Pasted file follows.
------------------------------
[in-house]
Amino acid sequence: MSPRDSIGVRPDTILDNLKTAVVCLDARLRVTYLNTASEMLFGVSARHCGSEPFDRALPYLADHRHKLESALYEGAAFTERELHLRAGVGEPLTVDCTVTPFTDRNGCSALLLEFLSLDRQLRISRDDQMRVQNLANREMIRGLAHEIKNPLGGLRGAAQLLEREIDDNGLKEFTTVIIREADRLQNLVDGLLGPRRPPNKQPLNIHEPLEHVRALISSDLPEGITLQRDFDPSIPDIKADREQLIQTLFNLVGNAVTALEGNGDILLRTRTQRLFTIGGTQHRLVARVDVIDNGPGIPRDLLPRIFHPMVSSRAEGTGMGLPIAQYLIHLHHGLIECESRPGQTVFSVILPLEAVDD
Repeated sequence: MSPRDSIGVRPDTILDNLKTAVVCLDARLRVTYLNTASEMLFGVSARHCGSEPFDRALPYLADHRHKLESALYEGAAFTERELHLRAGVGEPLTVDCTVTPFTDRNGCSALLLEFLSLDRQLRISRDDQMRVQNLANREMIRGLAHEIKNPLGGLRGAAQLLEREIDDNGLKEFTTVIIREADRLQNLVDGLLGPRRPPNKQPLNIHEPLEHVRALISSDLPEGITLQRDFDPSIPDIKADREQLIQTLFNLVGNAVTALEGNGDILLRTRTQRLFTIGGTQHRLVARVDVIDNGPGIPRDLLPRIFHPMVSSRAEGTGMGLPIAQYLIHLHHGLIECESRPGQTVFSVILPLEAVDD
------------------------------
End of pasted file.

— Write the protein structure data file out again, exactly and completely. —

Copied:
[in-house]
Amino acid sequence: MSPRDSIGVRPDTILDNLKTAVVCLDARLRVTYLNTASEMLFGVSARHCGSEPFDRALPYLADHRHKLESALYEGAAFTERELHLRAGVGEPLTVDCTVTPFTDRNGCSALLLEFLSLDRQLRISRDDQMRVQNLANREMIRGLAHEIKNPLGGLRGAAQLLEREIDDNGLKEFTTVIIREADRLQNLVDGLLGPRRPPNKQPLNIHEPLEHVRALISSDLPEGITLQRDFDPSIPDIKADREQLIQTLFNLVGNAVTALEGNGDILLRTRTQRLFTIGGTQHRLVARVDVIDNGPGIPRDLLPRIFHPMVSSRAEGTGMGLPIAQYLIHLHHGLIECESRPGQTVFSVILPLEAVDD
Repeated sequence: MSPRDSIGVRPDTILDNLKTAVVCLDARLRVTYLNTASEMLFGVSARHCGSEPFDRALPYLADHRHKLESALYEGAAFTERELHLRAGVGEPLTVDCTVTPFTDRNGCSALLLEFLSLDRQLRISRDDQMRVQNLANREMIRGLAHEIKNPLGGLRGAAQLLEREIDDNGLKEFTTVIIREADRLQNLVDGLLGPRRPPNKQPLNIHEPLEHVRALISSDLPEGITLQRDFDPSIPDIKADREQLIQTLFNLVGNAVTALEGNGDILLRTRTQRLFTIGGTQHRLVARVDVIDNGPGIPRDLLPRIFHPMVSSRAEGTGMGLPIAQYLIHLHHGLIECESRPGQTVFSVILPLEAVDD